WASHINGTON -- Secretary of State James A. Baker III, racing against a self-imposed deadline three weeks away, embarks Saturday on his eighth trip to the Middle East in seven months in an effort to get Israel and the Arabs to the bargaining table by the end of the month, the State Department announced yesterday.
Mr. Baker's mission is expected to overlap slightly with a trip to the region by Soviet Foreign Minister Boris D. Pankin that also is intended to spur the peace process, although there are no announced plans for the two to meet. The Soviets are co-sponsoring the proposed peace conference and intend to restore full diplomatic relations with Israel.
"The purpose of this trip is to try to overcome the remaining issues and finalize the details that must be resolved before issuance of invitations and convening of a peace conference that could lead to direct negotiations between the parties," State Department spokeswoman Margaret D. Tutwiler said.
Neither Israel nor the Arab states have promised to attend the talks, nor have the Palestinians. Still to be worked out are the assurances the United States will give to the participants on its role in the negotiations and the makeup of a Palestinian-Jordanian delegation. No exact date or location has been picked, but it is widely expected that the conference will be held in Western Europe.
Each participant is pressing for a U.S. stance most favorable to itself. The Arabs want to ensure that the United States will press Israel to yield territory, the Israelis that they won't be isolated and that their ties with the United States won't suffer if they refuse to give up territory they have occupied since the 1967 war.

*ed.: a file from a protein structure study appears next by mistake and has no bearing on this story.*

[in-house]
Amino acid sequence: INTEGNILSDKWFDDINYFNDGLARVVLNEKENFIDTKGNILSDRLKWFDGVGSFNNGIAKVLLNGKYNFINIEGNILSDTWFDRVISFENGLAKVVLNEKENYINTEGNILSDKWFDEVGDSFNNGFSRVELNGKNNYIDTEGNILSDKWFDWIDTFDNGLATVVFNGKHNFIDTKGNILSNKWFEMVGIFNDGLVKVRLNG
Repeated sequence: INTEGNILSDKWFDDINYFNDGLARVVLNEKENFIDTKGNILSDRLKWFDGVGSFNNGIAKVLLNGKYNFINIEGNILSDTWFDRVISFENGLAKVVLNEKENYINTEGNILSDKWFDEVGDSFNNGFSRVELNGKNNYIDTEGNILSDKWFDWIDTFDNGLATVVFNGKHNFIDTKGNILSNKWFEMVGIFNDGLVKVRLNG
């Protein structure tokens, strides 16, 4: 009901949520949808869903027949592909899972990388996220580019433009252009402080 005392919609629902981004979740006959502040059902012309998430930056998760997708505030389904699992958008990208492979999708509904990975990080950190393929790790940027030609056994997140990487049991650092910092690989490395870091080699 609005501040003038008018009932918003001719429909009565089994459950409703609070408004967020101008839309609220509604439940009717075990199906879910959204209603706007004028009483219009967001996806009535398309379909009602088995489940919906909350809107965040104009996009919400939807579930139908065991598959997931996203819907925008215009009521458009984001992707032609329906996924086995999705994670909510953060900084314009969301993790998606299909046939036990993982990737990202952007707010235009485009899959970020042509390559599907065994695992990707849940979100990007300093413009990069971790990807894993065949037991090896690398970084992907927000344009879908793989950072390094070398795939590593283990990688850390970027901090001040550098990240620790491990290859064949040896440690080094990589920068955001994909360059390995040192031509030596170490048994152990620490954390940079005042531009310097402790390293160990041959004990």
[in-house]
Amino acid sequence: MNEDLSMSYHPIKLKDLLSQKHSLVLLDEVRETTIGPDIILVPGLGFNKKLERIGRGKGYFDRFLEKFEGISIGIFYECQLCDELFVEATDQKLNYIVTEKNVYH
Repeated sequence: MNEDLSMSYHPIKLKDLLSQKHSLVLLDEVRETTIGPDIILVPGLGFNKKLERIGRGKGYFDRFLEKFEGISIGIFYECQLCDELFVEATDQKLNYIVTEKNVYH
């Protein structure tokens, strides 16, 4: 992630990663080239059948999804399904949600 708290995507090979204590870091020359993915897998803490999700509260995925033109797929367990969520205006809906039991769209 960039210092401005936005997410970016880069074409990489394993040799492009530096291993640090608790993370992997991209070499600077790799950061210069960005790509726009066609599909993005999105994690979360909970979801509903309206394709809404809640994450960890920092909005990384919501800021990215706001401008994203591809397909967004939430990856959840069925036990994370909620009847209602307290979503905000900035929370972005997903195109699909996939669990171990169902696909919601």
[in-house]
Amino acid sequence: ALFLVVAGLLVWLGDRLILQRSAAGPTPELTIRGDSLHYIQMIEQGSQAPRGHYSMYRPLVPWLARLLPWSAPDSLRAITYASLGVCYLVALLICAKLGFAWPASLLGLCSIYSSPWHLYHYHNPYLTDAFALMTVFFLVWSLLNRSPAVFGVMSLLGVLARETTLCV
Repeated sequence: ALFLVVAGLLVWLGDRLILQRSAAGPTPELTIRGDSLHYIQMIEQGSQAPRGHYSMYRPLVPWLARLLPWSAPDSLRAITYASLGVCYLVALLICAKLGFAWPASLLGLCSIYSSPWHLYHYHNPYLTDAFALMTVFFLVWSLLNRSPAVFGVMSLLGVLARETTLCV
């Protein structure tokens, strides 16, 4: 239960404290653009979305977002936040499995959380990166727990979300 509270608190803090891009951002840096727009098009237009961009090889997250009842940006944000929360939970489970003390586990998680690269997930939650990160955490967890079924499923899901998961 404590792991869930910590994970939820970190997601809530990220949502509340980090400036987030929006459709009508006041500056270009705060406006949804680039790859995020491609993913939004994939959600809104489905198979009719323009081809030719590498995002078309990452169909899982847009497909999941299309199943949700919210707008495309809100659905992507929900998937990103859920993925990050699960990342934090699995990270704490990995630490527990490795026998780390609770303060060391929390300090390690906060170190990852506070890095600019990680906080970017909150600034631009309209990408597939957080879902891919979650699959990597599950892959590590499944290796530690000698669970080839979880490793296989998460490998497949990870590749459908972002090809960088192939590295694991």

U.S. officials say the United States won't deviate from its current policy and won't give secret assurances. Within those constraints, trying to satisfy everyone is proving difficult. The pTC problem is seen as less an effort on any party's part to block the conference than a sign of mounting nervousness among all of the participants now that the conference is almost a sure thing.
The bargaining has been shadowed by a bitter U.S.-Israeli dispute over Israel's request for $10 billion in loan guarantees to settle Soviet immigrants. The Bush administration won a 120-day congressional delay on the issue, and Israel has used frequent opportunities to restate its refusal to give up territory and its determination to continue expanding settlements in the occupied West Bank and Gaza Strip.
Addressing Parliament Monday, Prime Minister Yitzhak Shamir rejected exchanging captured Arab land for peace and promised to prevent a peace conference from reconvening if direct negotiations with Arab states stalled.
He also insisted that Palestinian delegates meet Israel's specifications. Israel refuses to talk with anyone claiming to represent the Palestine Liberation Organization.
Two Palestinians who have negotiated repeatedly with Mr. Baker, Faisal Husseini and Hanan Ashwari,were questioned by Israeli authorities yesterday after reports that they had traveled to a recent session of the PLO parliament-in-exile in Algiers, Algeria. Israeli law bars contact with the PLO.
The two were released after 75 minutes in what appeared to be an effort by the Israelis to deliver a public warning while not stalling the peace process. They are expected to meet in Washington with Mr. Baker before he travels to the Middle East.
Miss Tutwiler expressed apparent frustration yesterday over the slow pace of establishing a Jordanian-Palestinian delegation to the peace talks. A senior PLO official recently traveled to Amman, Jordan, but there have been few signs of active efforts by Jordanians and Palestinians in the occupied territories.